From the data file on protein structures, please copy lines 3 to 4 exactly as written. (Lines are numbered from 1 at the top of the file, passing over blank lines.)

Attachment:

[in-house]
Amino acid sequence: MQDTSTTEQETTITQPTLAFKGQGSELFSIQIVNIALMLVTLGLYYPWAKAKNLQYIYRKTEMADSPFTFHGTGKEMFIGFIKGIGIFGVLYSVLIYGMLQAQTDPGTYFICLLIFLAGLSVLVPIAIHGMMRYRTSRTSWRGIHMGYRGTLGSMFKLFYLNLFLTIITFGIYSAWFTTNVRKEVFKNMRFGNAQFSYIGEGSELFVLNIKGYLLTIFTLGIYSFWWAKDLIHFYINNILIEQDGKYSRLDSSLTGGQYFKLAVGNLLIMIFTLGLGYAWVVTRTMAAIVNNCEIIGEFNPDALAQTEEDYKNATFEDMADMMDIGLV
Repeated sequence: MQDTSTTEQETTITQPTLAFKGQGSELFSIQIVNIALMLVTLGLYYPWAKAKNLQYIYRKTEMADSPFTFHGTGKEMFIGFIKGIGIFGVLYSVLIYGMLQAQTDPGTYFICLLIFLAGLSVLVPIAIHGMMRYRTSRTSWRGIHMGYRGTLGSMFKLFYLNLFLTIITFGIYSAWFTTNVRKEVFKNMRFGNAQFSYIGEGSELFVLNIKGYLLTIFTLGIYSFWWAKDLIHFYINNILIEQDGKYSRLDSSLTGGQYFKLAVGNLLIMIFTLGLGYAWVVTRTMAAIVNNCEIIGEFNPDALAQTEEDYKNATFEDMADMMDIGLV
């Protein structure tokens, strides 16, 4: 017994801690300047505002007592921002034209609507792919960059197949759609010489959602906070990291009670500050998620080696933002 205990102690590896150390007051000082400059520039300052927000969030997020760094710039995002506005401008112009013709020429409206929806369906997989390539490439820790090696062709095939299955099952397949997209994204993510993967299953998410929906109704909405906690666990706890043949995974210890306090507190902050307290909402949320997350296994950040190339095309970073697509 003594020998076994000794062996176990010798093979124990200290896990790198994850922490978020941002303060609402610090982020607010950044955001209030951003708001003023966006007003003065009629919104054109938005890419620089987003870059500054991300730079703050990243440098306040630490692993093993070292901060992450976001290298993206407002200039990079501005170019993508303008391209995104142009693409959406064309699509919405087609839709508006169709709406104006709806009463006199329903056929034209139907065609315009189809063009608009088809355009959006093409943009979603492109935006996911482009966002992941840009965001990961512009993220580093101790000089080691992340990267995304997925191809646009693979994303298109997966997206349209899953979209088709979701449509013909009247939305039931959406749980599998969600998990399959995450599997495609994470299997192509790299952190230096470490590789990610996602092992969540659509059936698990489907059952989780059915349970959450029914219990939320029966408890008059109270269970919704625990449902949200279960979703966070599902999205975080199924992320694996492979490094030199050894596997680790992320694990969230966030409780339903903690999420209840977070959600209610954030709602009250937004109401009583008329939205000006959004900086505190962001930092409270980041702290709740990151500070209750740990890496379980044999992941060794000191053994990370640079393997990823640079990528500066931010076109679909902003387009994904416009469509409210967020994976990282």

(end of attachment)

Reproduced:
Repeated sequence: MQDTSTTEQETTITQPTLAFKGQGSELFSIQIVNIALMLVTLGLYYPWAKAKNLQYIYRKTEMADSPFTFHGTGKEMFIGFIKGIGIFGVLYSVLIYGMLQAQTDPGTYFICLLIFLAGLSVLVPIAIHGMMRYRTSRTSWRGIHMGYRGTLGSMFKLFYLNLFLTIITFGIYSAWFTTNVRKEVFKNMRFGNAQFSYIGEGSELFVLNIKGYLLTIFTLGIYSFWWAKDLIHFYINNILIEQDGKYSRLDSSLTGGQYFKLAVGNLLIMIFTLGLGYAWVVTRTMAAIVNNCEIIGEFNPDALAQTEEDYKNATFEDMADMMDIGLV
């Protein structure tokens, strides 16, 4: 017994801690300047505002007592921002034209609507792919960059197949759609010489959602906070990291009670500050998620080696933002 205990102690590896150390007051000082400059520039300052927000969030997020760094710039995002506005401008112009013709020429409206929806369906997989390539490439820790090696062709095939299955099952397949997209994204993510993967299953998410929906109704909405906690666990706890043949995974210890306090507190902050307290909402949320997350296994950040190339095309970073697509 003594020998076994000794062996176990010798093979124990200290896990790198994850922490978020941002303060609402610090982020607010950044955001209030951003708001003023966006007003003065009629919104054109938005890419620089987003870059500054991300730079703050990243440098306040630490692993093993070292901060992450976001290298993206407002200039990079501005170019993508303008391209995104142009693409959406064309699509919405087609839709508006169709709406104006709806009463006199329903056929034209139907065609315009189809063009608009088809355009959006093409943009979603492109935006996911482009966002992941840009965001990961512009993220580093101790000089080691992340990267995304997925191809646009693979994303298109997966997206349209899953979209088709979701449509013909009247939305039931959406749980599998969600998990399959995450599997495609994470299997192509790299952190230096470490590789990610996602092992969540659509059936698990489907059952989780059915349970959450029914219990939320029966408890008059109270269970919704625990449902949200279960979703966070599902999205975080199924992320694996492979490094030199050894596997680790992320694990969230966030409780339903903690999420209840977070959600209610954030709602009250937004109401009583008329939205000006959004900086505190962001930092409270980041702290709740990151500070209750740990890496379980044999992941060794000191053994990370640079393997990823640079990528500066931010076109679909902003387009994904416009469509409210967020994976990282």